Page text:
The Two Faces of Niagara Falls

by Gray Cargill on July 10, 2013

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I have never felt Nature’s raw power quite the way I did standing at the edge of the 167-foot high Horseshoe Falls. I trembled with a mixture of awe, fear, and excitement as I watched the greenish-black water rush past and briefly transform to a seafoam green right before it plunged over the precipice into the white mist billowing up from below. A steady roar filled my ears. It was like standing in the presence of God.

This is Niagara Falls. The one you’ve heard about, the one so many of us have on our travel bucket lists. Niagara Falls is one of North America’s greatest natural treasures, along with places like the Grand Canyon, Yosemite and Lake Louise in Banff. Everyone in North America should visit Niagara Falls at some point in his or her life. Visit the U.S. side, visit the Canadian side, or visit both—but do visit. (My time was spent on the Canadian side, as a side trip from Toronto.)

 

Horseshoe Falls

 

No matter what vantage point you take to observe the falls, they are mesmerizing and achingly beautiful. It’s hard to take your eyes off them. From high up in the Skylon Tower looking down, to the edge of the falls, to standing below the falls looking up, there isn’t a bad view anywhere.

 

View from Skylon Tower

 

And yes, you will have to share those views with hundreds of other tourists on any given day. But that’s all right. All those extra sets of hands means you can find someone to take your picture for you. Be sure to pay it forward.

 

Bridal Veil Falls

 

I had around two hours in Niagara Falls, Canada. My day tour included a ride on the Maid of the Mist or the Skylon Tower. I chose the Skylon Tower. First, because I had my DSLR camera with me and I didn’t want it to get wet. And second because I didn’t want to get wet. What can I say? I’m a little like a cat that way. Besides, I’d just gotten soaking wet the night before during a rainstorm in Toronto, and I didn’t feel like spending my evening next to my hotel’s dryer again.

So while everyone else on the tour donned blue ponchos and boarded the boat to head out into the choppy waters and thick white mist under the Falls, I had time to wander up and down the river, taking all the photos I wanted to. I even had time left over to explore further afield. Two hours wasn’t long enough to thoroughly explore the city, but it was long enough to discover there are two faces to Niagara Falls—and I really didn’t like one of them.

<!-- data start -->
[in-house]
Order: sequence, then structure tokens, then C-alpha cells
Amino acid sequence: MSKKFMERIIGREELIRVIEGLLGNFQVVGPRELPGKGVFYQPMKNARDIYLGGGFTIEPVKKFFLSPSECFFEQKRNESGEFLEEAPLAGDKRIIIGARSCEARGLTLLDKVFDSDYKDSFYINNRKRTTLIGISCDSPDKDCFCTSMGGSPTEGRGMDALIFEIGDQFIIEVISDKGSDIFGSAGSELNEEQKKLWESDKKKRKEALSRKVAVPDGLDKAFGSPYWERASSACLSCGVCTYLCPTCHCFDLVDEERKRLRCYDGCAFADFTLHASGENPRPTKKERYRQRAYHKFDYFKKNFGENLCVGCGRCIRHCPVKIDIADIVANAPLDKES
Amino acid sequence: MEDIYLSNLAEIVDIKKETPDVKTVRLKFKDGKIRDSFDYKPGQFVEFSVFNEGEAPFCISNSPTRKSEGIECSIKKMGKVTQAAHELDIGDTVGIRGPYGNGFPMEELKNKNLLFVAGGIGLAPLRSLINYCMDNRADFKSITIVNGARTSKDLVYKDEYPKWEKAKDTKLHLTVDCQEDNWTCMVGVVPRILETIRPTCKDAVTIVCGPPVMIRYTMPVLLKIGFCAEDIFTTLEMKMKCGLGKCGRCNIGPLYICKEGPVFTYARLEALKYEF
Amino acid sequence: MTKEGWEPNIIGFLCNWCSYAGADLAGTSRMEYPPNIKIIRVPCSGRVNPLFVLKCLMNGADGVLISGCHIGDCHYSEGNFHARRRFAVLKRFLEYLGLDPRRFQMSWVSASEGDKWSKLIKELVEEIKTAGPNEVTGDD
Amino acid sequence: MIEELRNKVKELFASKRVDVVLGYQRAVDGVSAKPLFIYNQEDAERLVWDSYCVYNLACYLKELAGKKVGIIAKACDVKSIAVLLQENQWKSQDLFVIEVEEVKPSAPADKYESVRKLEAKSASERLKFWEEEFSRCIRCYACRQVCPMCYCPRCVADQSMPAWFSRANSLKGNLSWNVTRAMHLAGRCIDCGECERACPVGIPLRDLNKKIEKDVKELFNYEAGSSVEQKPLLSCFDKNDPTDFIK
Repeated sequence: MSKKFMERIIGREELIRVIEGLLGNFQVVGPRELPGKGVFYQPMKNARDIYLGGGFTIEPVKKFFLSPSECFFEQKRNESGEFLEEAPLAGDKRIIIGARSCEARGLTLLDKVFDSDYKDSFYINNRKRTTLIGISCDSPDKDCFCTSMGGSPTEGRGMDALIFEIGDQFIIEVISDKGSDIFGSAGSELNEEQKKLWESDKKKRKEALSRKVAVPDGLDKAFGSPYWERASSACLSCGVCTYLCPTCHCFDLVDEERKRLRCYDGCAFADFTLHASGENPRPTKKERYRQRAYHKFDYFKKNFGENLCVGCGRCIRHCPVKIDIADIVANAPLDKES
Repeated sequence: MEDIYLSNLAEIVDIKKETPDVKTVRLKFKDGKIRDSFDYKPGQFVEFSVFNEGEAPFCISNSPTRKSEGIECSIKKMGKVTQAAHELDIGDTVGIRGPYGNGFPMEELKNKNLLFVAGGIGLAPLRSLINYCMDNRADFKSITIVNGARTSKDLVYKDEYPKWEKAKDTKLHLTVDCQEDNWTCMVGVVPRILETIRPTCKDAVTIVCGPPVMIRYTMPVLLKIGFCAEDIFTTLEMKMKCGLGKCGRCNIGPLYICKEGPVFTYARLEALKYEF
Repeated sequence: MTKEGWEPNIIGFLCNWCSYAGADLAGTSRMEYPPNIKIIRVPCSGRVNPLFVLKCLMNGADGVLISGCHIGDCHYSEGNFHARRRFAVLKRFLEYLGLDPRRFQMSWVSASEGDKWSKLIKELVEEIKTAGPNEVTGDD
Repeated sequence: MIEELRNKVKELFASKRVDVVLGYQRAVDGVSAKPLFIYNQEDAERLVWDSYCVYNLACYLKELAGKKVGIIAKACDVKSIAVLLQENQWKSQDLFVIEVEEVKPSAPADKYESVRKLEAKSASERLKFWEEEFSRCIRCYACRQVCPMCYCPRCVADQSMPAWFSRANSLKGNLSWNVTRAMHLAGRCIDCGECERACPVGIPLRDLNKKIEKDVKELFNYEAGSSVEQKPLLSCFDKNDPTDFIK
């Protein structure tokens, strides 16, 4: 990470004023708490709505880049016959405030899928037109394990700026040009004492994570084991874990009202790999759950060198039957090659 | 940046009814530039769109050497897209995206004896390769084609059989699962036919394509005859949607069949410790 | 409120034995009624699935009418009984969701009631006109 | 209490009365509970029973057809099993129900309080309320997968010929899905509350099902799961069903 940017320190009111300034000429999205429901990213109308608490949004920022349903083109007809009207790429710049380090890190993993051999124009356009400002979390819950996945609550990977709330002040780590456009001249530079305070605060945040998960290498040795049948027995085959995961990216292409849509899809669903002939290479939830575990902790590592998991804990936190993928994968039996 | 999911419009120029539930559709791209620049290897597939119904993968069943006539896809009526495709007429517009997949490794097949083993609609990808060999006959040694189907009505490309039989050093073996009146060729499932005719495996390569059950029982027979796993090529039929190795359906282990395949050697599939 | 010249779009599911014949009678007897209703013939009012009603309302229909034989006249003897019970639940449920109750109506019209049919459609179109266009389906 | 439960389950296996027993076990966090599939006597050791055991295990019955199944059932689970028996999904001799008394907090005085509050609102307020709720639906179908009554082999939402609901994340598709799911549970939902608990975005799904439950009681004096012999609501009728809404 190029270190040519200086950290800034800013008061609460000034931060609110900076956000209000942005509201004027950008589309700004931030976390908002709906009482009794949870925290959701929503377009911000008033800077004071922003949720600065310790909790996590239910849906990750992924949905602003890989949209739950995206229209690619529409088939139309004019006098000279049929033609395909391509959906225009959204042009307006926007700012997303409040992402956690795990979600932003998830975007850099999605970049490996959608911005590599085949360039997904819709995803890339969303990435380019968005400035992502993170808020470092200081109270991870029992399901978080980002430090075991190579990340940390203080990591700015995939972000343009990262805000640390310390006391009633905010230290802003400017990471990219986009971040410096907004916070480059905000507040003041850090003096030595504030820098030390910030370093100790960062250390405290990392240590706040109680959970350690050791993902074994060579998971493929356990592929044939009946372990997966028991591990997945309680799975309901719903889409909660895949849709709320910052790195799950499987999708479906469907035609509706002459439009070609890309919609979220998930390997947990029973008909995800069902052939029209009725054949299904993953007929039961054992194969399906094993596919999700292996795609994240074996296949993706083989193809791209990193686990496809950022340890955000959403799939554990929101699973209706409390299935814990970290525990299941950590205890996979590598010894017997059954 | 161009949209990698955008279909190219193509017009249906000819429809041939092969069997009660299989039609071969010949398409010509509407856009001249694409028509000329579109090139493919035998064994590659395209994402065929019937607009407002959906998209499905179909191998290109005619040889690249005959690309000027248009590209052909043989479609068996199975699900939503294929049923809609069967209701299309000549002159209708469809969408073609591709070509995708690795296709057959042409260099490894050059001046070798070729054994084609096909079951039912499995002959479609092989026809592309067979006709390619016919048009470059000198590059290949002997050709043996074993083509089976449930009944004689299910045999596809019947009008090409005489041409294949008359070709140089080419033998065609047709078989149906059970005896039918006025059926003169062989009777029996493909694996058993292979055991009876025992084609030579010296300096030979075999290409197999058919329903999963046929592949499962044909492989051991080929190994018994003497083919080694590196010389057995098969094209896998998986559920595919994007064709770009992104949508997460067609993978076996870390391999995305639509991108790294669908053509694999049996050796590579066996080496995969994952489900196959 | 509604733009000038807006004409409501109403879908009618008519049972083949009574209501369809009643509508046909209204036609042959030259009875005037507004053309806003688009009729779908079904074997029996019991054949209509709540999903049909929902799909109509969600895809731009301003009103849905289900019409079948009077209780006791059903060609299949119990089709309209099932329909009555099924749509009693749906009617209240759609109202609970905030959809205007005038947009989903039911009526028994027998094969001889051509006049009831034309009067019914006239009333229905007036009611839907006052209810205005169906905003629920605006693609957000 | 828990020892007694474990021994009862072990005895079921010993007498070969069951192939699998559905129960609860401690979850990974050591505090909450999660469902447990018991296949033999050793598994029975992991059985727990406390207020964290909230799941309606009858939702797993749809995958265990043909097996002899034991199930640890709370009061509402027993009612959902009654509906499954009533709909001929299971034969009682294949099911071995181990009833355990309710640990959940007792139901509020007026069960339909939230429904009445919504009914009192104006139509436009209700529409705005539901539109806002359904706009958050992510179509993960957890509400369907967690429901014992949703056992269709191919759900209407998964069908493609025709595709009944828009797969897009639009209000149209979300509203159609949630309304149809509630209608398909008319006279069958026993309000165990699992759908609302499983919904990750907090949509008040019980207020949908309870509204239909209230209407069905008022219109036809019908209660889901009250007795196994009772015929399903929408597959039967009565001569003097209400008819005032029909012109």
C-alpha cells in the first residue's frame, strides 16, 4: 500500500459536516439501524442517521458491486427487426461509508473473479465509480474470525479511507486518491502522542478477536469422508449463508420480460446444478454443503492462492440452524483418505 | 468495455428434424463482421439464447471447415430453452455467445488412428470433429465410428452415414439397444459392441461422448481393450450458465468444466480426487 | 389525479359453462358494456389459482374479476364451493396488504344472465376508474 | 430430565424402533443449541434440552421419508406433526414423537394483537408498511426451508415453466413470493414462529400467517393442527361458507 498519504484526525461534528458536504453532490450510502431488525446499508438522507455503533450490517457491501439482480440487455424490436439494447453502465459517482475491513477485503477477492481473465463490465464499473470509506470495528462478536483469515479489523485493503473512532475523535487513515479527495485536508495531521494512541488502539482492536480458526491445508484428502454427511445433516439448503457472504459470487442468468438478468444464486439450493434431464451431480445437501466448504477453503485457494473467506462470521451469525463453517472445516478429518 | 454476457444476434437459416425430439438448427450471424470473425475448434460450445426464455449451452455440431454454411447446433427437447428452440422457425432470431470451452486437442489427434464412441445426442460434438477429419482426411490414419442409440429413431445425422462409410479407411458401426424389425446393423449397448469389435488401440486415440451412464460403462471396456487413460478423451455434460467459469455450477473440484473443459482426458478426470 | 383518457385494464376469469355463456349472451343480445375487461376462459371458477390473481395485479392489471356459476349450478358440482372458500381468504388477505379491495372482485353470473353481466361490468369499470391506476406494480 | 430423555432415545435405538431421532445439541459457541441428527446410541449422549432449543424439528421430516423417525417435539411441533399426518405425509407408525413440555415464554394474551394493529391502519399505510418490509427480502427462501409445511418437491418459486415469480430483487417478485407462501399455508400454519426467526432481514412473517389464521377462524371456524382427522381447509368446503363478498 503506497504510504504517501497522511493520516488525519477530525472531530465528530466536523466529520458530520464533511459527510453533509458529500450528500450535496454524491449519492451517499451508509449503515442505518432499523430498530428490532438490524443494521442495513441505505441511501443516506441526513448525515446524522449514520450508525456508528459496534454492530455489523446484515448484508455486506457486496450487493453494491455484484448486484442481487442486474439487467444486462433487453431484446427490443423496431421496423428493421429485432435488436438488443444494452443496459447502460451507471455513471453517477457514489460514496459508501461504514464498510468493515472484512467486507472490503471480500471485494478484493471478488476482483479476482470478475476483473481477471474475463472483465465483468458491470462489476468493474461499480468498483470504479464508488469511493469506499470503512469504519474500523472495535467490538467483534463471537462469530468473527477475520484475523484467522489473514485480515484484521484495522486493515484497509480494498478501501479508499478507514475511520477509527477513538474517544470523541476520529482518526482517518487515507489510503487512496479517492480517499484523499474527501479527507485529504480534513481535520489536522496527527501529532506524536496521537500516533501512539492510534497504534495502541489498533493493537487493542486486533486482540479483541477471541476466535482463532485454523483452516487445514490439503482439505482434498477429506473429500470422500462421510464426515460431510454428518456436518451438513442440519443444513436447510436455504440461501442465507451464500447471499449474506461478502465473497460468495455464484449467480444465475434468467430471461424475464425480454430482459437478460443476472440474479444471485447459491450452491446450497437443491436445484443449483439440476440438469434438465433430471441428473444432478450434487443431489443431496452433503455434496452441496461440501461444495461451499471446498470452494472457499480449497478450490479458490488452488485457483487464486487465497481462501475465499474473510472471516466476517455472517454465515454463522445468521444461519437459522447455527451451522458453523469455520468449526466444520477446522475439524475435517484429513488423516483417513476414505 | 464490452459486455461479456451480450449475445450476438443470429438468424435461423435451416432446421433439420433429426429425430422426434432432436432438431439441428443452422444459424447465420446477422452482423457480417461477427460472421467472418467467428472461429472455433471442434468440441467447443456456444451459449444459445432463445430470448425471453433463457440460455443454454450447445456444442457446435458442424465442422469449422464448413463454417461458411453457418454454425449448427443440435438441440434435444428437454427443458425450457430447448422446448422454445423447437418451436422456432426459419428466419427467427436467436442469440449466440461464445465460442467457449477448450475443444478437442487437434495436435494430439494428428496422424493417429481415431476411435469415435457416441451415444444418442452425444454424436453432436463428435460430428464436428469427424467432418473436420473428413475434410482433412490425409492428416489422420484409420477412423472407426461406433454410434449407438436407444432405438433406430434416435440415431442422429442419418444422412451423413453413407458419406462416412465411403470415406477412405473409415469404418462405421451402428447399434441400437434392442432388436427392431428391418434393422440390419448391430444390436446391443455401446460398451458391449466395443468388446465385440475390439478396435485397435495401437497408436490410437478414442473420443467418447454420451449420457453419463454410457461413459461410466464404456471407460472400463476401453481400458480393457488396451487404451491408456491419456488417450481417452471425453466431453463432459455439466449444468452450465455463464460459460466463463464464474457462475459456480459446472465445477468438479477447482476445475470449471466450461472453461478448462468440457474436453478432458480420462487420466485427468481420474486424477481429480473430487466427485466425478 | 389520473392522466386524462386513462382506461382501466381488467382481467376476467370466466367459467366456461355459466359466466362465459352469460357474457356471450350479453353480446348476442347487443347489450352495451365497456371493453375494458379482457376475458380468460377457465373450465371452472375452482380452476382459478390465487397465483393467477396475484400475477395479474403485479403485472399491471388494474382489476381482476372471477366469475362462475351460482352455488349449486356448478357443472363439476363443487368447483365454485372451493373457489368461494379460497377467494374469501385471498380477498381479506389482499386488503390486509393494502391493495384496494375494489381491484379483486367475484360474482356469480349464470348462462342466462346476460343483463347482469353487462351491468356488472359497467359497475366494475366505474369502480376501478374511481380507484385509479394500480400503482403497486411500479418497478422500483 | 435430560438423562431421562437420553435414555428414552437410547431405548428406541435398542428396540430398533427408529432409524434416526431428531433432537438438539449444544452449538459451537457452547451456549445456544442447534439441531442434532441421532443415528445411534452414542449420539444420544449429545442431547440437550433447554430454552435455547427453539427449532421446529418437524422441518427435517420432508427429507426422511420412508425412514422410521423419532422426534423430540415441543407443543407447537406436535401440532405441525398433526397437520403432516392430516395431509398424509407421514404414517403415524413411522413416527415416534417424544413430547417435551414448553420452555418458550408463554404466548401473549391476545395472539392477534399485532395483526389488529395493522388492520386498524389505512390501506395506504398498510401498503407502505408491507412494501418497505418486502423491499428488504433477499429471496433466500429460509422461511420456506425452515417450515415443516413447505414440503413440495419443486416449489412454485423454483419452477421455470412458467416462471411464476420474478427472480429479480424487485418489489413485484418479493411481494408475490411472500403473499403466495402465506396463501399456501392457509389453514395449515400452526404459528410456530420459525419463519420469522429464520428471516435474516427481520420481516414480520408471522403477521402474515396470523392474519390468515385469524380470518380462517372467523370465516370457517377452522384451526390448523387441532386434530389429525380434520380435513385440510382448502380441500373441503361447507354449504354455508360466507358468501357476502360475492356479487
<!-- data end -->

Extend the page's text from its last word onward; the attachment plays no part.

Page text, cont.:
Maid of the Mist

 

There is the Niagara Falls I just described, the Falls that attracts those of us who are drawn to the beautiful natural vistas of North America, where we can feel, even in a carefully controlled environment such as exists here, that we are somehow “communing with nature” on a grand scale. Then there’s Clifton Hill.

The day after I visited Niagara Falls, I was chatting with two young men in Toronto. They asked me what I’d done so far and I told them about my day trip out to Niagara Falls.

“Oh, did you see Clifton Hill?” one young man asked.

“Yes. Yes, I did,” I replied, not wanting to elaborate.

But he pressed. “What did you think of it?”

I wanted to be diplomatic. After all, he was Canadian, and I didn’t want to insult him or his country. But finally, I realized I had to be honest.

“It makes Vegas look like the classiest place on Earth.”

They both laughed. “Yeah,” he said, nodding. “That about sums it up.”

Now, as a regular visitor to Las Vegas, I can assure you that there are parts of Las Vegas that are very classy. But there is also a certain degree of tackiness and over-the-top cheesiness there that fans like me have learned to overlook. I imagine the same must be true of Niagara Falls. Because Clifton Hill is what would happen if a traveling carnival came to your town, set up on Main Street, and never left.

 

Ferris Wheel

 

See?

 

Midway

 

As much as I love Disney World, I don’t want to see Disney set up shop in the middle of Yosemite National Park. That would feel so very wrong. And I felt the same way about Clifton Hill and Niagara Falls.

Why am I telling you this? Because I like you. And I know that, like me, you may not have time to do the thorough research you should before visiting Niagara Falls. You will read lists of “must sees” in Niagara Falls that include Clifton Hill and they’ll tell you that it has “lots of entertainment and restaurants” and you’ll think “Oh, great! I’ll go check that out.” I don’t want you to be blindsided like I was. So I’m going to show you what Clifton Hill looks like.

Don’t say I didn’t warn you.

Dinosaurs on Clifton Hill
Gorilla

 

You’ll find lots of chains on Clifton Hill, including Burger King, home of the. . .Frankenstein?

 

Frankenstein eats at Burger King

 

In fact, for some reason unknown to me, Clifton Hill has a bit of an obsession with scary things. Dinosaurs, Frankenstein, Dracula, and this:

 

DSC_0280

 

As you can see, the two faces of Niagara Falls could not be more different.